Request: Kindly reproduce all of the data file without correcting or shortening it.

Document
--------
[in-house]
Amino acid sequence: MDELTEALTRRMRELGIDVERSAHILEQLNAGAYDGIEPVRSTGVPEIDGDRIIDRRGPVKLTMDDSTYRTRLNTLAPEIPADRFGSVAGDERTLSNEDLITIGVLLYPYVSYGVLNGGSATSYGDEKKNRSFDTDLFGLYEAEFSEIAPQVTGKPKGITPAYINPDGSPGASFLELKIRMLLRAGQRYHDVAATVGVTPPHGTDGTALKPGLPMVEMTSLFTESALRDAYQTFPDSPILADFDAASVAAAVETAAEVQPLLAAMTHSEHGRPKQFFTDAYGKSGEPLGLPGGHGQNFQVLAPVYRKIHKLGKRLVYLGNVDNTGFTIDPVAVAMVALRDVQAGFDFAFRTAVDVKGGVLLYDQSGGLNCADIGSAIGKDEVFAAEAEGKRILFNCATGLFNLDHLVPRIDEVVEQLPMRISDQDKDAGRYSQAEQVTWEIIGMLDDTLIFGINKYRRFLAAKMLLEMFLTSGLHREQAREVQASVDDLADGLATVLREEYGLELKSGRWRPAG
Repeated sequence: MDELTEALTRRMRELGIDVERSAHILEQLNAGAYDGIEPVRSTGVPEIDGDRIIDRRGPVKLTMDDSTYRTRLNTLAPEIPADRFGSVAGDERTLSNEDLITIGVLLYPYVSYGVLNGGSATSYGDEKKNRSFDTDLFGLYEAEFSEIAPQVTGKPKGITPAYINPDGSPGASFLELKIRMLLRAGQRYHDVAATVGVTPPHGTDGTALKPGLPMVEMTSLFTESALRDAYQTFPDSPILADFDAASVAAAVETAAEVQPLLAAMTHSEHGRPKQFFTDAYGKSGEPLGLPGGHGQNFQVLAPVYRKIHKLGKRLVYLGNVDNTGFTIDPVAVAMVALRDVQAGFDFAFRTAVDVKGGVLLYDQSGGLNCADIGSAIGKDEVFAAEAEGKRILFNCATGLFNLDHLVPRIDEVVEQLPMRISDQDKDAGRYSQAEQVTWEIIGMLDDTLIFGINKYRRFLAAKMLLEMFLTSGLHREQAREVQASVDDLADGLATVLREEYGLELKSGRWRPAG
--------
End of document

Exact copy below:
[in-house]
Amino acid sequence: MDELTEALTRRMRELGIDVERSAHILEQLNAGAYDGIEPVRSTGVPEIDGDRIIDRRGPVKLTMDDSTYRTRLNTLAPEIPADRFGSVAGDERTLSNEDLITIGVLLYPYVSYGVLNGGSATSYGDEKKNRSFDTDLFGLYEAEFSEIAPQVTGKPKGITPAYINPDGSPGASFLELKIRMLLRAGQRYHDVAATVGVTPPHGTDGTALKPGLPMVEMTSLFTESALRDAYQTFPDSPILADFDAASVAAAVETAAEVQPLLAAMTHSEHGRPKQFFTDAYGKSGEPLGLPGGHGQNFQVLAPVYRKIHKLGKRLVYLGNVDNTGFTIDPVAVAMVALRDVQAGFDFAFRTAVDVKGGVLLYDQSGGLNCADIGSAIGKDEVFAAEAEGKRILFNCATGLFNLDHLVPRIDEVVEQLPMRISDQDKDAGRYSQAEQVTWEIIGMLDDTLIFGINKYRRFLAAKMLLEMFLTSGLHREQAREVQASVDDLADGLATVLREEYGLELKSGRWRPAG
Repeated sequence: MDELTEALTRRMRELGIDVERSAHILEQLNAGAYDGIEPVRSTGVPEIDGDRIIDRRGPVKLTMDDSTYRTRLNTLAPEIPADRFGSVAGDERTLSNEDLITIGVLLYPYVSYGVLNGGSATSYGDEKKNRSFDTDLFGLYEAEFSEIAPQVTGKPKGITPAYINPDGSPGASFLELKIRMLLRAGQRYHDVAATVGVTPPHGTDGTALKPGLPMVEMTSLFTESALRDAYQTFPDSPILADFDAASVAAAVETAAEVQPLLAAMTHSEHGRPKQFFTDAYGKSGEPLGLPGGHGQNFQVLAPVYRKIHKLGKRLVYLGNVDNTGFTIDPVAVAMVALRDVQAGFDFAFRTAVDVKGGVLLYDQSGGLNCADIGSAIGKDEVFAAEAEGKRILFNCATGLFNLDHLVPRIDEVVEQLPMRISDQDKDAGRYSQAEQVTWEIIGMLDDTLIFGINKYRRFLAAKMLLEMFLTSGLHREQAREVQASVDDLADGLATVLREEYGLELKSGRWRPAG